People You Should Know: Garret & Carlee Caster, Farewell Coffee, Bend, OR
For the first interview in our series of “People You Should Know,” we sat down over a cup of coffee with Garret and Carlee Caster, Founders of Farewell Coffee, and learned about how they got started, what it’s like running a business with your spouse, and what advice they have for others looking to become a husband and wife duo…
Christine: First off I just want to learn a little bit more about you guys–where you're from, what you guys do for a living or what you did before coffee?
Garret: Well I grew up in Corvallis, we actually met in Monmouth, Oregon where we went to school. I was a student at the fire department there and getting my bachelor's in exercise science. We actually met when she wrecked her car into a bus of foreign exchange students. She was a patient, I was on the engine, luckily she was fine…everyone was fine, even the foreign exchange students, albeit probably pretty rattled. We had a class later together and got to know each other, then eventually started dating and we’ve been together ever since. Then eventually we moved back to the Valley, I took my first professional job as a firefighter at Eugene Fire and that’s kind of where the coffee stuff got started.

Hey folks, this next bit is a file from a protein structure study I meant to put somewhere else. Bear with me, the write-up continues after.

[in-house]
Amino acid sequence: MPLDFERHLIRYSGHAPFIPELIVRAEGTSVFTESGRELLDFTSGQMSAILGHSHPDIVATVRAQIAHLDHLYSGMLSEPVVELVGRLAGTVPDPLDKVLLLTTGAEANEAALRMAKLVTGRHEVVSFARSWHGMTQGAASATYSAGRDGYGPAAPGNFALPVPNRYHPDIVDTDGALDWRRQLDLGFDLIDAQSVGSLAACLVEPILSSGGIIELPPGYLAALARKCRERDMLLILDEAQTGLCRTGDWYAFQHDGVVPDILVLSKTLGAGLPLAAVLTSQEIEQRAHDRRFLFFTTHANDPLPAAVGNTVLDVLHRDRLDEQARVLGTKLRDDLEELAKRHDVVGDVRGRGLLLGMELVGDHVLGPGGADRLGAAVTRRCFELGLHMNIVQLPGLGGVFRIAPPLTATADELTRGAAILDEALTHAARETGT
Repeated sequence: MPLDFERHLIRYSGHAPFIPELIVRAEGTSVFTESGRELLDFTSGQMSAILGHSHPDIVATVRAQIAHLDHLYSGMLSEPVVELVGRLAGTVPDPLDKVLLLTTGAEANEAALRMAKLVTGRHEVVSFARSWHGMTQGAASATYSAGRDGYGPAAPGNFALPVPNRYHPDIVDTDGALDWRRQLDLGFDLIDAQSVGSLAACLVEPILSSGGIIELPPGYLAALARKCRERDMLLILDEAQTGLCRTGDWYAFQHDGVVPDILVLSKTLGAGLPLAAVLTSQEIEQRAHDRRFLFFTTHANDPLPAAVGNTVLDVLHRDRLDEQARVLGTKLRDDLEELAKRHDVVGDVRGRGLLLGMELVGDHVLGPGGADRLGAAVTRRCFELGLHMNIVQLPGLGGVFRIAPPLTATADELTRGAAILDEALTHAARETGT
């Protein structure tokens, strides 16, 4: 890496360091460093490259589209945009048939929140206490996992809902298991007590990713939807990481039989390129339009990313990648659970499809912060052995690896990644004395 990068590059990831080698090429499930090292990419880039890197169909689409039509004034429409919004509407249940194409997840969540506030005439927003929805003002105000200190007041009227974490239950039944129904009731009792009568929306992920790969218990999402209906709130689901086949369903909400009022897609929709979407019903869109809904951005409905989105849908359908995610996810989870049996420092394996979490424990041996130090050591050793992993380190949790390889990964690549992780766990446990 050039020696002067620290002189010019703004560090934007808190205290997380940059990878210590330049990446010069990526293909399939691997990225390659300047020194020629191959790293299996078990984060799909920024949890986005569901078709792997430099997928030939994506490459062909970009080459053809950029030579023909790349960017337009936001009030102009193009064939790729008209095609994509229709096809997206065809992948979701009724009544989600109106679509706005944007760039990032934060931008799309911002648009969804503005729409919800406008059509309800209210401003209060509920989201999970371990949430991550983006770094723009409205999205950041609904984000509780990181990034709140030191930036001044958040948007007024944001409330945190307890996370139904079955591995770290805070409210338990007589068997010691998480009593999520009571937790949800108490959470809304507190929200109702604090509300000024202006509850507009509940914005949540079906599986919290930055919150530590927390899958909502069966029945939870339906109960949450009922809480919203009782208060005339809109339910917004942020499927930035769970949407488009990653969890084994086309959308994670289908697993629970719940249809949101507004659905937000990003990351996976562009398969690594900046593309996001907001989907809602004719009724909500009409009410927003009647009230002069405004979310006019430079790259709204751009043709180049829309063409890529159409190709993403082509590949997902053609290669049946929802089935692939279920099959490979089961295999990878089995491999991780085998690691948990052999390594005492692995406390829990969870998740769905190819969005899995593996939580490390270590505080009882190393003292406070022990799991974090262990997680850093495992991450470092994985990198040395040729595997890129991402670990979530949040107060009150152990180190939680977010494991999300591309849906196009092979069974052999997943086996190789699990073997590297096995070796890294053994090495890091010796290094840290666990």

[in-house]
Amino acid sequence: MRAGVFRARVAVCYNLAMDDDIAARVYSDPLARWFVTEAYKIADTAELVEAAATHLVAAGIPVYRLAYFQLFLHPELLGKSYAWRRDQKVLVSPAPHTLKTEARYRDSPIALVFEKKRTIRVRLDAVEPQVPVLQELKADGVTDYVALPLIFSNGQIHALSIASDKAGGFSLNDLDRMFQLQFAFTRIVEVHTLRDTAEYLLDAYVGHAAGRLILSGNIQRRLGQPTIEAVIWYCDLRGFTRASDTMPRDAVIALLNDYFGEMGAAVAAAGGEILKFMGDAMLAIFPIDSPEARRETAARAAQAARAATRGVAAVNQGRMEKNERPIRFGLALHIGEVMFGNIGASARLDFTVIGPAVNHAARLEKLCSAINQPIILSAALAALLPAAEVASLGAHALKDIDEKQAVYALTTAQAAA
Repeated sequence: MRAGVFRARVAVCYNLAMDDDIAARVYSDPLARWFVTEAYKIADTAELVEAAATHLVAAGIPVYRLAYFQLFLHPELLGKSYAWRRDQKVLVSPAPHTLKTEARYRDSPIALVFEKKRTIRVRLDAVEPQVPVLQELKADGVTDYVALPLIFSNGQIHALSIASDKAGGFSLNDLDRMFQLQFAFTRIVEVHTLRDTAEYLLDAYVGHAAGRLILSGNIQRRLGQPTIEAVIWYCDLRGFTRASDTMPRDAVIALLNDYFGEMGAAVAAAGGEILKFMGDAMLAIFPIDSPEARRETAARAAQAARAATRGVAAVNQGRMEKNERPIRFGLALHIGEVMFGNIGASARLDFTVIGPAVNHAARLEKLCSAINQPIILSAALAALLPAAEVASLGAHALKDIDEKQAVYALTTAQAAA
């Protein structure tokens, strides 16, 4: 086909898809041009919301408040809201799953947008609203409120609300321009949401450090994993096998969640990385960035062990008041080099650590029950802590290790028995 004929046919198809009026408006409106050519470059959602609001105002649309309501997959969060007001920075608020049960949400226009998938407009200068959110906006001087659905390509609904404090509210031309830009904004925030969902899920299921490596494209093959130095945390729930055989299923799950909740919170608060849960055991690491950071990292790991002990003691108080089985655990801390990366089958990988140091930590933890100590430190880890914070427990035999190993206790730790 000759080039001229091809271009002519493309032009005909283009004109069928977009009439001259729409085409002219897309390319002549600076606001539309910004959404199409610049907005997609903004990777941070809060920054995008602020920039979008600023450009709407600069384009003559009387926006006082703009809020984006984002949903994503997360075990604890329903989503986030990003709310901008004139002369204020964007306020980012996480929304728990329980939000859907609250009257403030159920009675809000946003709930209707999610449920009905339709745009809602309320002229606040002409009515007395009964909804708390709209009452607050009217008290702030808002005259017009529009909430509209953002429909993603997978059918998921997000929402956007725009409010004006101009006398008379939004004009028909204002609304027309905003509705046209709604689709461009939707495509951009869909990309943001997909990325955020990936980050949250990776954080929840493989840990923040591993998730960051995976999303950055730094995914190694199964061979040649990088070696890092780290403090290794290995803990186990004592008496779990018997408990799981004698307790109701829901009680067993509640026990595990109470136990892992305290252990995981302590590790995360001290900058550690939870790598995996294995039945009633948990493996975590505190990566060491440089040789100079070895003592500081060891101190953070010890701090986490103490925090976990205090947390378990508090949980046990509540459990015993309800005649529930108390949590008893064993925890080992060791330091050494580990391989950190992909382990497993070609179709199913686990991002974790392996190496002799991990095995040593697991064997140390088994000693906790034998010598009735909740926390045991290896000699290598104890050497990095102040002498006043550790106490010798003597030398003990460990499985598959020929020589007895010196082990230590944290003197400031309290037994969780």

Carlee: I’m from Milton, which is outside of Tacoma, and lived there my whole life. I moved to college in 2008 and went there for 2 years and met Garrett. We both were in the same Exercise Science program and once we both graduated we moved to Sisters together. He worked at the Athletic Club and I did Physical Therapy aide jobs over the next four-iish years. I worked here in Bend at one of the clinics so Garret could go to Paramedic School and then moved to Eugene for his first fire job. Once we moved to Bend I kind of just quit working for other people and I started this little online baby business…like hand knit baby…I don't know how to describe it, but it was all hand made.